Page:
Learn about how to perform a cluster analysis using Tableau and how to interpret the results.
- [Instructor] Tableau 10 introduced k-means clustering functionality to the platform and it's a great example of how the platform is constantly evolving and getting more powerful. I have Tableau open and have connected to our data from our exercise files so let's navigate into our workspace and we can see our list of measures includes three different behaviors. We also have a brand preference measure, CTA and some demographic information. Now in this case we're interested in creating a set of groups from CTA and age.
In other words, this data tells us the age for each response to a certain call to action. I'm going to select our CTA measure and drop that in the column shelf. I'm going to select the Demo-Age and drop that in the row shelf. Let's go ahead and disaggregate the data so drop down our Analysis menu and deselect Aggregate Measures. Now if you look towards the top left of Tableau you'll see a tab just to the right of the Data tab called Analytics.
See that there? Let's go ahead and click on that tab. Under the Model heading is an option called Cluster so let's select that and we're going to drag it out onto the plot. Automagically as they say, Tableau has not only generated our groups but it's also determined how many groups it assesses to be ideal based on our data. If you're using your own data with this technique you might have some other number of clusters here. Now if we had something different or had a different requirement for the number of groups we were looking to create then we could change the number of clusters by dropping the arrow down on our Clusters pill and Edit clusters.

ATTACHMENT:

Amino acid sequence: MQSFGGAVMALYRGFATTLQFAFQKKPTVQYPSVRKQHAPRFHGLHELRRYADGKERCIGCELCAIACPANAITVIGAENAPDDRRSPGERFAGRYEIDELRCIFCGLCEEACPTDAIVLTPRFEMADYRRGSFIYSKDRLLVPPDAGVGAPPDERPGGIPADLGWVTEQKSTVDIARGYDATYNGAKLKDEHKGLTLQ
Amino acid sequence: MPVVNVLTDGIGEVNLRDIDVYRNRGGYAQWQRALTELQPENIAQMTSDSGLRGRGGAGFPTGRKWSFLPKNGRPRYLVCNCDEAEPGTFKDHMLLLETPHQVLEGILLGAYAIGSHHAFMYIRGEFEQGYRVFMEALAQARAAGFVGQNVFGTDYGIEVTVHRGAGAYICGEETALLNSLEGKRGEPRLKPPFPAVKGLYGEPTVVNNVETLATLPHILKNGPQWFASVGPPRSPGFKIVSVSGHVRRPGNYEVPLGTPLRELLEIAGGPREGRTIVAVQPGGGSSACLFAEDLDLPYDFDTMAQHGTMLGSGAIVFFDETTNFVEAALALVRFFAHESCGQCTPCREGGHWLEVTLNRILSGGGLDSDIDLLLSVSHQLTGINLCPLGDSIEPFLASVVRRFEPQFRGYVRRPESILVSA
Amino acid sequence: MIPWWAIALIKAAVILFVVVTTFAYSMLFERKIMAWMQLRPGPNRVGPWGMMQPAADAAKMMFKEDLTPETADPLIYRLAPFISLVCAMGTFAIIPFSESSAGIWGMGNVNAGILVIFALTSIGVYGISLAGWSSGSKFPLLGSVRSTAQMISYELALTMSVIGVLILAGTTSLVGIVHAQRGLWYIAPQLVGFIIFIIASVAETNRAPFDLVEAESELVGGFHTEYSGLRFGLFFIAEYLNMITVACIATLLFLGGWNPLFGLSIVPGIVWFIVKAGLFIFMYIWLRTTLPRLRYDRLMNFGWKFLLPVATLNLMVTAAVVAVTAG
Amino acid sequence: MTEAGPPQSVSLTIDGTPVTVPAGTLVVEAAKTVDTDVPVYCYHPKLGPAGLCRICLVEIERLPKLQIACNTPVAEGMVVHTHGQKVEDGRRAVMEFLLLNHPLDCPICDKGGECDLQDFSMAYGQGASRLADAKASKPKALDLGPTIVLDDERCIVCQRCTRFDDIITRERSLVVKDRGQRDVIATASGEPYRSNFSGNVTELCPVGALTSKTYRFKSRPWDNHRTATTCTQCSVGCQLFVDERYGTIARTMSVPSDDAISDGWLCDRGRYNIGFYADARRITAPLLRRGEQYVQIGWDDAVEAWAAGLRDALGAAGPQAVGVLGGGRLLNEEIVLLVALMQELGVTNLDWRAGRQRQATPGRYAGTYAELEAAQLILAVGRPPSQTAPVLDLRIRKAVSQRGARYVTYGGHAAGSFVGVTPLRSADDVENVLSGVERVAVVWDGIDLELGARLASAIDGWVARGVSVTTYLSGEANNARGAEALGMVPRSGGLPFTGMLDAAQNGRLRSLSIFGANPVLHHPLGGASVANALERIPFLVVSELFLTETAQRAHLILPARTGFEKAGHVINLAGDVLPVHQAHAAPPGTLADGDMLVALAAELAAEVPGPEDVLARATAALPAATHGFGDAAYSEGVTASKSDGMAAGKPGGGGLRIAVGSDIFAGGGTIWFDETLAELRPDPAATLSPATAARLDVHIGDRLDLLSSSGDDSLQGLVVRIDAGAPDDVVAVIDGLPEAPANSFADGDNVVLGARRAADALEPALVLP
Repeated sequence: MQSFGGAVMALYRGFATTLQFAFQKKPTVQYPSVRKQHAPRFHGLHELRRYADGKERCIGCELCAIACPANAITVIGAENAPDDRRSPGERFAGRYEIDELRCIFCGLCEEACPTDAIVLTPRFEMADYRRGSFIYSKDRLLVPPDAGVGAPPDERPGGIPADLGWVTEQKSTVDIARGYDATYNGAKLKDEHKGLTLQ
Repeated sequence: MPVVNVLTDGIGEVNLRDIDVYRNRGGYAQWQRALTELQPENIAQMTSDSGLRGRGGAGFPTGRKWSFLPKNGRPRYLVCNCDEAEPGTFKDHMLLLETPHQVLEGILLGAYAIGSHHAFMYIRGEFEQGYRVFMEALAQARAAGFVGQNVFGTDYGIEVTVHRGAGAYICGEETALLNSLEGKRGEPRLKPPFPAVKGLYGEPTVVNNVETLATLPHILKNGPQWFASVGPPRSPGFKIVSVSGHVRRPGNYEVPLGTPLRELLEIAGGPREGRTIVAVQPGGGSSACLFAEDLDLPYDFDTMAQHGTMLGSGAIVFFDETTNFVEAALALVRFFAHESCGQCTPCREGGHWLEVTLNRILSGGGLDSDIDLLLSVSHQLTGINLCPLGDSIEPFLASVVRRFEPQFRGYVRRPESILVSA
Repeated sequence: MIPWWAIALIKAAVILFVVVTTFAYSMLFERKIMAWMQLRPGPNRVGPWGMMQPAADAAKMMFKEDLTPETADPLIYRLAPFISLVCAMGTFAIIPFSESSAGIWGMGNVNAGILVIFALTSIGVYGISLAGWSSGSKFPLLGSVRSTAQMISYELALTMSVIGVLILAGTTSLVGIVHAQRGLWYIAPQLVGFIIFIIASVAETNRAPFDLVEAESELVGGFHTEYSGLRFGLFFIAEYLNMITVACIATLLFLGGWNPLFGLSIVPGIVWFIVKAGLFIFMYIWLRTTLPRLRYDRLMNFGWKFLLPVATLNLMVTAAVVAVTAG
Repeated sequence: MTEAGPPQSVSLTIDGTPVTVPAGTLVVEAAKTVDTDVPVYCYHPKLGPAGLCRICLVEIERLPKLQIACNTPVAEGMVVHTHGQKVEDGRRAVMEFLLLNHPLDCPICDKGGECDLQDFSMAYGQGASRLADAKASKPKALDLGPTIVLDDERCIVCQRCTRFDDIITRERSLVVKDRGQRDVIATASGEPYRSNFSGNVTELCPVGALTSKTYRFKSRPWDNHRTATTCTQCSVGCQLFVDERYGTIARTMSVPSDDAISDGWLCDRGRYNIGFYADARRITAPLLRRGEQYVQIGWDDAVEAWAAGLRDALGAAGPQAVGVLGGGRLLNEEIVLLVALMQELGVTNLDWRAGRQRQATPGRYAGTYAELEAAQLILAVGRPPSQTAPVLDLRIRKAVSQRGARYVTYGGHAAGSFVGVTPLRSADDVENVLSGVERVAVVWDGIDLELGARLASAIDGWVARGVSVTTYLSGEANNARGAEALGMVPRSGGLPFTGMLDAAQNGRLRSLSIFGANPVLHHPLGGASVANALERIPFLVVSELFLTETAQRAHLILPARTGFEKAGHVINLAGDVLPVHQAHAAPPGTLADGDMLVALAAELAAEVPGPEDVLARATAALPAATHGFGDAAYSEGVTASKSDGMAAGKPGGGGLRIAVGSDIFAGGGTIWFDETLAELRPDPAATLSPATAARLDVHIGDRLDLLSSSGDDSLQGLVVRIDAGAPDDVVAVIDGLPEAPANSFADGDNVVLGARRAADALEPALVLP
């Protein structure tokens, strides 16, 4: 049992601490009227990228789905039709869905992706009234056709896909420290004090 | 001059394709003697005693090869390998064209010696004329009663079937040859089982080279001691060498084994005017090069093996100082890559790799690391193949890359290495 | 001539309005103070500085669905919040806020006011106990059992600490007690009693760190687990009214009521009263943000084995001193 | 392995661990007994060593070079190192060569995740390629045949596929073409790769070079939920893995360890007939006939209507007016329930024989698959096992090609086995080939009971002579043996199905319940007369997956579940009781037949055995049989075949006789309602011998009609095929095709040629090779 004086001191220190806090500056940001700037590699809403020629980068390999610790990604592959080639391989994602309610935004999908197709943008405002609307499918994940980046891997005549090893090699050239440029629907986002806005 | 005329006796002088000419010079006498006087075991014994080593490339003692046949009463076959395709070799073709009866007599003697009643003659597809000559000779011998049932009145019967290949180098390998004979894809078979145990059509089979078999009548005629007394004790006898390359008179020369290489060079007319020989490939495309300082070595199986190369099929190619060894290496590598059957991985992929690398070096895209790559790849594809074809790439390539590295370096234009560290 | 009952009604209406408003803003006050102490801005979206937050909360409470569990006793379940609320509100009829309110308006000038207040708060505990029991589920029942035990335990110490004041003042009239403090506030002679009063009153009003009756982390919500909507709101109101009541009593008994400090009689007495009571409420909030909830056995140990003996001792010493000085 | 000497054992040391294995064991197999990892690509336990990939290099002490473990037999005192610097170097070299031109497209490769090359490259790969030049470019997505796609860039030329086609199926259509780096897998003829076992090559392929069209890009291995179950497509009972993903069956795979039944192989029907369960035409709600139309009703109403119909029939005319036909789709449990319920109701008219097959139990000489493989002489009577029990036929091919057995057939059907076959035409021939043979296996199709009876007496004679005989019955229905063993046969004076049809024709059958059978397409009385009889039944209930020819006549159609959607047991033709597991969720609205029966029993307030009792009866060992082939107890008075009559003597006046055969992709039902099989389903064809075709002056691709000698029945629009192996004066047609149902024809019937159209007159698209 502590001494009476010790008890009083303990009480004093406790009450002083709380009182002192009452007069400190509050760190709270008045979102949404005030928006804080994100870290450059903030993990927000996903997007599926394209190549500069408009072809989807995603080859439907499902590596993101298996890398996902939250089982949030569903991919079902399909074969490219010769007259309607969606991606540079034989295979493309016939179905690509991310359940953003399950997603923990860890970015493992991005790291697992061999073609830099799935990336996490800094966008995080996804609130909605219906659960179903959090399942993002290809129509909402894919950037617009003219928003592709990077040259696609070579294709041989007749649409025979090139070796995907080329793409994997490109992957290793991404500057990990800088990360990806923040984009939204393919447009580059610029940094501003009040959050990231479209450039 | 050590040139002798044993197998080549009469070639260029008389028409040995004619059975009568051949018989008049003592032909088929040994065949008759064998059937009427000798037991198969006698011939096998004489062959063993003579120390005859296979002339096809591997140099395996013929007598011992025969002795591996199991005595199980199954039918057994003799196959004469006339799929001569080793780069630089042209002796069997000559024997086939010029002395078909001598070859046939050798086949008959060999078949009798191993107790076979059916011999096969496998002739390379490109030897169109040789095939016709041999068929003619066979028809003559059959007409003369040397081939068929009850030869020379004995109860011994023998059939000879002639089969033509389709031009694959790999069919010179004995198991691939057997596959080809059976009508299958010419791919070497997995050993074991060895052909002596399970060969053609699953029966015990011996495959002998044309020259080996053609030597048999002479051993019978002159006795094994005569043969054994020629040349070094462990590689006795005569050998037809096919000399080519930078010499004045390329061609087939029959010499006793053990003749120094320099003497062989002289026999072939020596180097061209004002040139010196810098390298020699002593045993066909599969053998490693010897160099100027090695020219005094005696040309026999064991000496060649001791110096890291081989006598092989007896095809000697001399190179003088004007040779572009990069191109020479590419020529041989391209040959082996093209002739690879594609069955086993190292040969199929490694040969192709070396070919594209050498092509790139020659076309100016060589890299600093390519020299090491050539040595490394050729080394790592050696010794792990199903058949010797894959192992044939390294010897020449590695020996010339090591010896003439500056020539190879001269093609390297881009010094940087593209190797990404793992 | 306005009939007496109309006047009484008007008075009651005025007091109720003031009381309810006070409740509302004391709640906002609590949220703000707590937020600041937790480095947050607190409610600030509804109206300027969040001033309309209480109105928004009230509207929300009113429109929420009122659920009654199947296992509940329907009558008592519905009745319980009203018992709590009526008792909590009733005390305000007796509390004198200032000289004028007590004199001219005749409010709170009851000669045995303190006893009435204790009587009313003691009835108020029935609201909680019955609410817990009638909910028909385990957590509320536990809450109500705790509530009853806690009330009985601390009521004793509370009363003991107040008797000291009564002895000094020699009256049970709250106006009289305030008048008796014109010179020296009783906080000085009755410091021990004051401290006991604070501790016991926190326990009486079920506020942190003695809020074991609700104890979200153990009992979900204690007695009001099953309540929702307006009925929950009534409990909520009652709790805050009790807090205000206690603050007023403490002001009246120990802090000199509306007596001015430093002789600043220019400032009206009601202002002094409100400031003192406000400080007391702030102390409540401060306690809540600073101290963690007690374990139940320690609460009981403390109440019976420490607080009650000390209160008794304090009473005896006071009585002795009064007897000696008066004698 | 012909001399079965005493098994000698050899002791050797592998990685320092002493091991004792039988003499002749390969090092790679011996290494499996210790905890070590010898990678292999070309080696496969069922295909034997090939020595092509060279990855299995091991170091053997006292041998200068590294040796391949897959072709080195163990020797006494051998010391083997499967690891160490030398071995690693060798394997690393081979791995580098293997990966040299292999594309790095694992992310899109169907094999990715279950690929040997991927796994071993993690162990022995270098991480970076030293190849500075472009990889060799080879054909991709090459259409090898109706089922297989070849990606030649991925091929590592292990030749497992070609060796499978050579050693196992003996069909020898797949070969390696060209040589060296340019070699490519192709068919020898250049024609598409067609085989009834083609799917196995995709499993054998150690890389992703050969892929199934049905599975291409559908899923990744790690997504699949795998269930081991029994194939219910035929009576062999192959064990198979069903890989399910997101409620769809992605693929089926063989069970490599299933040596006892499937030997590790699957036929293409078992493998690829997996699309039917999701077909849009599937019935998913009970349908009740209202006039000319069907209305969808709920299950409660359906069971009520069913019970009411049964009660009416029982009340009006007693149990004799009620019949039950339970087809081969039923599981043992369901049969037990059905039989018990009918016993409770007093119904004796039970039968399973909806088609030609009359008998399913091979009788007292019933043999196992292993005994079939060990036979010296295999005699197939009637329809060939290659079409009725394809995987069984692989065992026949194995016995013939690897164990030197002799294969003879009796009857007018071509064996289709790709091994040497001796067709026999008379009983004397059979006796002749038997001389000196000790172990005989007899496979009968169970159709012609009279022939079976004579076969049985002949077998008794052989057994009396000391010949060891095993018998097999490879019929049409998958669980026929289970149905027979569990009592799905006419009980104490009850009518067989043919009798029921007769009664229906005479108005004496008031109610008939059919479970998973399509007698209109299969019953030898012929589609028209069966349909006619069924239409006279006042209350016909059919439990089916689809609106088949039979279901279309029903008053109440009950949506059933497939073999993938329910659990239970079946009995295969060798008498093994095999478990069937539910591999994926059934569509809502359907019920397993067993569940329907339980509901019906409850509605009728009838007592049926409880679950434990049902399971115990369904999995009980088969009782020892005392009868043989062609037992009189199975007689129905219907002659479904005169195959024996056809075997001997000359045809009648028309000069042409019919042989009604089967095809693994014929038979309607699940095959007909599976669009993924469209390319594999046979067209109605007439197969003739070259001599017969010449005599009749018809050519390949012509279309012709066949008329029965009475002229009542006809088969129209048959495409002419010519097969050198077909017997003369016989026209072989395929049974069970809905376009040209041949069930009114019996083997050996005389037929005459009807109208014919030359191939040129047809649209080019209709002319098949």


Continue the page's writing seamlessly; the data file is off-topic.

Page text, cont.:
Now we can enter in the number of clusters that we need in the configuration box that right now reads Automatic. I'll enter eight and we can see that Tableau's gone ahead and made that change for us. We now have eight groups. We can explore what these look like. If I drop that arrow down again on our Clusters pill go ahead and close out of this drop down our Clusters pill I can select Show Highlighter. Then we can drop down our Highlighter Clusters field and select Cluster 2 to isolate those points.
Then if we mouse over those data points on the plot we can see the combined age range and CTA value and if we want to convert this cluster into data for additional reference we can simply choose the pill in the color Marks card and we can drag that over to our Data Dimension pane. I'm going to select our Data tab going to select Clusters, and just drop that in right here. This is a great addition to Tableau and allows for us to rapidly explore applying our clustering algorithm to our data.
In this course, discover how to gain valuable insights from large data sets using specific languages and tools. Follow Chris DallaVilla as he walks through how to use R, Python, and Tableau to perform data modeling and assess performance. As Chris dives into these concepts, he shares specific case studies that come directly from his own work with clients. Plus, he shares three essential—and practical—best practices for data-driven marketing that you can use to bolster your organization's marketing performance.
- Installing R, Python, and Tableau
- Navigating the UI for R, Python, and Tableau
- Using R, Python, and Tableau
- Exploratory analysis
- Performing regression analysis
- Performing a cluster analysis
- Performing a conjoint assessment
- Stakeholder alignment